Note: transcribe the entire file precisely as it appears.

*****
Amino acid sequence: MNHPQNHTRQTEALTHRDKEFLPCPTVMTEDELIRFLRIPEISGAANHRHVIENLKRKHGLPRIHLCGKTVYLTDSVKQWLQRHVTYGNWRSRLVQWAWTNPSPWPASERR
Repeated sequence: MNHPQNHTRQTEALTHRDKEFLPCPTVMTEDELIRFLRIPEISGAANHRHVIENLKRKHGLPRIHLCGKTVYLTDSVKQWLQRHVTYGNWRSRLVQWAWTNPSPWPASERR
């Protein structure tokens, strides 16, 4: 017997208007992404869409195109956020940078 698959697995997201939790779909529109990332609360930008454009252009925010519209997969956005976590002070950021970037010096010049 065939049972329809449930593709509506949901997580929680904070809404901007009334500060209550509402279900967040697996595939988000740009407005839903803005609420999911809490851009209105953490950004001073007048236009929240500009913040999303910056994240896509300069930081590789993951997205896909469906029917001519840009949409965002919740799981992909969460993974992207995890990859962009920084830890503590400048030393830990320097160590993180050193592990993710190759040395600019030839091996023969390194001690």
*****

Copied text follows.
Amino acid sequence: MNHPQNHTRQTEALTHRDKEFLPCPTVMTEDELIRFLRIPEISGAANHRHVIENLKRKHGLPRIHLCGKTVYLTDSVKQWLQRHVTYGNWRSRLVQWAWTNPSPWPASERR
Repeated sequence: MNHPQNHTRQTEALTHRDKEFLPCPTVMTEDELIRFLRIPEISGAANHRHVIENLKRKHGLPRIHLCGKTVYLTDSVKQWLQRHVTYGNWRSRLVQWAWTNPSPWPASERR
């Protein structure tokens, strides 16, 4: 017997208007992404869409195109956020940078 698959697995997201939790779909529109990332609360930008454009252009925010519209997969956005976590002070950021970037010096010049 065939049972329809449930593709509506949901997580929680904070809404901007009334500060209550509402279900967040697996595939988000740009407005839903803005609420999911809490851009209105953490950004001073007048236009929240500009913040999303910056994240896509300069930081590789993951997205896909469906029917001519840009949409965002919740799981992909969460993974992207995890990859962009920084830890503590400048030393830990320097160590993180050193592990993710190759040395600019030839091996023969390194001690």